My novel Last Will comes out on April 24th, so in celebration of that, I’m posting an excerpt for Teaser Tuesday! There’s still time to enter to win a signed advance reader copy of the book, too. Visit me over on Facebook, where you can see the full array of things that will get you more chances to win. You can Like my author page on FB, follow my blog, follow me on Twitter, retweet the giveaway, and you can add the book to your to-read list on Goodreads. The contest ends at midnight, April 12th, and I plan to have the books in the mail by that Saturday.
I met up with Mrs. Bryant in the front hall and waited for her to say, “Good afternoon, Mr. Raleigh.” Instead, she reached into her apron pocket, presented me with a handful of message slips, and said, “I need to speak with you, Mr. Raleigh.” Five minutes later, she was sitting on the other side of my grandfather’s desk, looking over the piles of phone messages at me.
“Mr. Raleigh and I had discussed me retiring. My health isn’t what it used to be, what with the arthritis,” she said. I accepted my defeat graciously.
After Mrs. Bryant’s resignation, I called the office of the Chairman of Raleigh Industries, and his assistant said she would call the assistant of the VP of Human Resources, who would hire me an assistant, who perhaps would kill the rat that ate the grain that sat in the house that Jack built. Mr. Tveite was right. I needed help.
I hoped, too, that replacing Mrs. Bryant could be accomplished from a distance, but my grandfather had always managed his own household staff. The next day, Mrs. Bryant presented me with her replacements. She asked me into the kitchen and forced me to engage in a farce of an interview, as though my opinion could be of any value. I wasn’t surprised that one of her prospective hires was her daughter, Mary Beth Trentam, who seemed embarrassed to shake my hand. Nepotism I had expected, but I was dismayed when she re-introduced the other applicant saying, “And you’ve met Mary Beth’s niece, Meda Amos. She’s been helping out temporarily.”
We didn’t shake hands.
Once we were seated at the kitchen table, Mrs. Bryant began by explaining, “Mary Beth’s been working in retail, but she’s really been looking for something more stable.”
“And I’ve come in a few times as temp help for Mother over the years,” Mrs. Trentam said. She was a younger version of her mother, well-built and just starting to go a little thick around the waist. Her hair wasn’t grey yet, but it gave away her age all the same. It was styled with such exacting detail that she must have worn the same hairstyle for the last fifteen years. That or it was a wig.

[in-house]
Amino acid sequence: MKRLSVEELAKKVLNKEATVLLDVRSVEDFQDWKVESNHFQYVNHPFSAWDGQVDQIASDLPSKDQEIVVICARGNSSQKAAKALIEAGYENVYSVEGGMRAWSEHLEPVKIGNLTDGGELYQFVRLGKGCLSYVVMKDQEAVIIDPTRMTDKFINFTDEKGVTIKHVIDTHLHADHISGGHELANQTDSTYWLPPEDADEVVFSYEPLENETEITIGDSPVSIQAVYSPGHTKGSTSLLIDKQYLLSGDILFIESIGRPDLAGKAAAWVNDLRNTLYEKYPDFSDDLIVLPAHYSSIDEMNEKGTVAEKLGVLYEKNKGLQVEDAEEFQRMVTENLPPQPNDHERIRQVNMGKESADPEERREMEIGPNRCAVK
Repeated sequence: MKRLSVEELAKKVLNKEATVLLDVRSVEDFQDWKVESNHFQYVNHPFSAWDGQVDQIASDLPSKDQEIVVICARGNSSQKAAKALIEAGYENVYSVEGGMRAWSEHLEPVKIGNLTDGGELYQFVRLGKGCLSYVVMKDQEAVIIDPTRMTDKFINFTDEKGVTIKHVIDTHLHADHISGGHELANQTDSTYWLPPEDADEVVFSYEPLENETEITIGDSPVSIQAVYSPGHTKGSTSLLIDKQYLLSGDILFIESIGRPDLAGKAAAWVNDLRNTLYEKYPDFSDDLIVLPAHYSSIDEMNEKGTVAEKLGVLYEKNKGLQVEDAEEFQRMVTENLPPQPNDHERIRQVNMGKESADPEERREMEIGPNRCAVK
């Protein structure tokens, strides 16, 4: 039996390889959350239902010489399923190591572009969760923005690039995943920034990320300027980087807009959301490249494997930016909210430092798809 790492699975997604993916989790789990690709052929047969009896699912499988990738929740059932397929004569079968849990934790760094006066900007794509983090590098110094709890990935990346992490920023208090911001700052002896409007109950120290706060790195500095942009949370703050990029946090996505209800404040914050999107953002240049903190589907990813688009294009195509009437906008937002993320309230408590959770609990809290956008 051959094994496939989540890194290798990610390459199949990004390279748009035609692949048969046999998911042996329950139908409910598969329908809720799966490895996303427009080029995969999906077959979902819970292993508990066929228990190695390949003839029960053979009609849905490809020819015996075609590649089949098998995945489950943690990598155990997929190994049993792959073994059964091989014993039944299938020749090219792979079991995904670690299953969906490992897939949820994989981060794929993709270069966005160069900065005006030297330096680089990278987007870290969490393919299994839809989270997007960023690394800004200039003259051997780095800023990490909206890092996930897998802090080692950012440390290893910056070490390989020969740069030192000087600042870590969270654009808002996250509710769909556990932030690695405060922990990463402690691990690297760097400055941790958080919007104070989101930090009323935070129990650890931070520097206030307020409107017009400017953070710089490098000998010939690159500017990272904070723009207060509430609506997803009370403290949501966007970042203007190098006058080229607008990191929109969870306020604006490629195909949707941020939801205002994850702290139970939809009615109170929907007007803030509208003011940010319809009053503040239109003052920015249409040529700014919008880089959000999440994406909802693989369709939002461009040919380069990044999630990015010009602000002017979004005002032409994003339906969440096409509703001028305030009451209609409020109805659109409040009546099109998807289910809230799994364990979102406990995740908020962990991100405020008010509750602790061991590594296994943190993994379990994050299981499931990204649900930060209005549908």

In a tone of mournful confidence, Mrs. Bryant said, “Meda’s been out of work for about two months now. On welfare. I used to have full-time help, but she quit this August and I never hired anyone to replace her. It’s better to have two people steady. It’s a big house.”
I considered all of it unnecessary information. My personal policy toward most of humanity resembles the Army’s policy regarding homosexuals. I won’t ask; please, don’t tell me.
“I’m sure you know best, Mrs. Bryant,” I caught myself saying, for the third or fourth time in ten minutes. Meda sat to my right at the kitchen table, pretending to sip her coffee, although I could see the level in the cup hadn’t gone down at all. Her serenity had a small chink in it.
If the lovely, shy creature tucked under God’s arm in the Sistine Chapel ceiling fresco of Creation was intended to be Eve, she was nothing but a pale ghost of her Talmudic precursor. Meda was the darkly illuminated incarnation of Lillith, one of Adam’s earlier wives, whom he repudiated for wanting to be on top during sex. As though she could read my mind, Meda glanced at me before I could look away. Her eyes were blacker than my coffee and just as liquid.
Based on my inability to look at her with anything like indifference, I knew it was a horrible idea to have her working in the house full time, but I agreed to it. I also agreed to the salaries Mrs. Bryant suggested. I would have agreed to almost anything to bring the interview to an end.
“You’ll need to get the information to give the accountant for taxes,” Mrs. Bryant said. “Or I could call the accountant.” She was thinking of unanswered phone messages when she stressed the matter of paperwork. I couldn’t be trusted.
Once they were gone for the day I wandered around the house, feeling like a time traveler. In my grandmother’s sitting room, the same lace curtains hung against walls not papered, but hand-painted in complimentary stripes. The furniture was all upholstered in the same shades of blue. I half expected to find her at the piano, absently picking out a song with one or two fingers. I wasn’t afraid of ghosts; as far as I knew, I was the only person who ever died in the house.